Medical History received Robert Baker's Before Bioethics for review in the journal. Anyone wants to review the book or knows potential scholar who will write a good review?
- First history of American medical ethics in over half a century
- Explains the social empowerment of a hodgepodge of humanists and humanitarian physicians and researchers as "bioethicists."
- Introduces concept of "morally disruptive technologies" and explains how they changed physicians' concept of their duties towards their patients and impacted our concepts of life, death and doctors' duties.
- Charts the criminalization and decriminalization of abortion in America and explains the role of morally disruptive technologies.
- Analyzes the role of medical ethics in the exclusion of African American and female physicians from the AMA and AMA's subsequent apology to African Americans.
- Offers a voice to ordinary people impacted by medical ethics (or the lack thereof)
- Documents and analyzes American physicians' abdication of their obligation to treat patients during epidemics.
- Traces the origins of research ethics committees from 18th-century England, to the first known American committee initiated at the New England Hospital for Women in 1866.
- First recognition of American midwives oaths as significant contributions to American medical ethics.
- First comprehensive analysis of American physicians' oaths, tracing their origins to Edinburgh University and the Scottish Enlightenment.
- First comprehensive analysis of American medical society codes from their origins to the present.
- Based on extensive research on archives of American medical societies.
- An on-line appendix to the book provides the texts of medical society codes of ethics of the AIH (homeopathic), AMA, Baltimore, Boston, New York City and New York State codes of medical ethics that defined 19th century medical ethics.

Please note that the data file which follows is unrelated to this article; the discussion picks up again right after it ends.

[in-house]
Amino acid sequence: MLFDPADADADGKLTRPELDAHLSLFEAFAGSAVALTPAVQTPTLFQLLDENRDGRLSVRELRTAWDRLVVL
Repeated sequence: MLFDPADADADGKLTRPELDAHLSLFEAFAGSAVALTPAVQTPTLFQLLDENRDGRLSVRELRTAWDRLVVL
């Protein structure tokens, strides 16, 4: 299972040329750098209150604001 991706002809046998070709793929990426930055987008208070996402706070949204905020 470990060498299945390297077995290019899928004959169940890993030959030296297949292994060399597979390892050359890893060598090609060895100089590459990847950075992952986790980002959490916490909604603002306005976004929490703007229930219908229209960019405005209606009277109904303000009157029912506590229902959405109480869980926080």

Before Bioethics narrates the history of American medical ethics from its colonial origins to current bioethical controversies over abortion, AIDS, animal rights, and physician-assisted suicide. The first history of American medical ethics published in more than a half century, Before Bioethics tracks the evolution of American medical ethics from colonial midwives and physicians' oaths, to medical society codes and bioethical principles. Applying the concept of "morally disruptive technologies," it analyzes the impact of the stethoscope on conceptions of fetal life and the criminalization of abortion, and the impact of the ventilator on our conception of death and the treatment of the dying. The narrative offers tales of those whose lives were affected by the medical ethics of their era: unwed mothers executed by puritans because midwives found them with stillborn babies; the unlikely trio-an Irishman, a Sephardic Jew and in-the-closet gay public health reformer-who drafted the American Medical Association's code of ethics but received no credit for their achievement, and the founder of American gynecology celebrated during his own era but condemned today because he perfected his surgical procedures on un-anesthetized African American slave women. The book concludes by exploring the reasons underlying American society's empowerment of a hodgepodge of ex-theologians, humanist clinicians and researchers, lawyers and philosophers-the bioethicists-as authorities able to address research ethics scandals and the ethical problems generated by morally disruptive technologies.
Readership: Bioethicists; physicians, nurses, medical educators and other health professionals; researchers, research ethicists, IRB members; philosophers, esp. those who teach bioethics, applied ethics, history of ethics; historians of medicine, historians of science, historians of American History; l· aw school faculty, healthcare lawyers, law students, regulators (federal, local); religious studies, theology; students (suitable as a textbook); general readers (written to be accessible to laypersons). Could be used as a primary or secondary text: undergraduate, graduate and professional school courses on medical ethics, bioethics, or research ethics.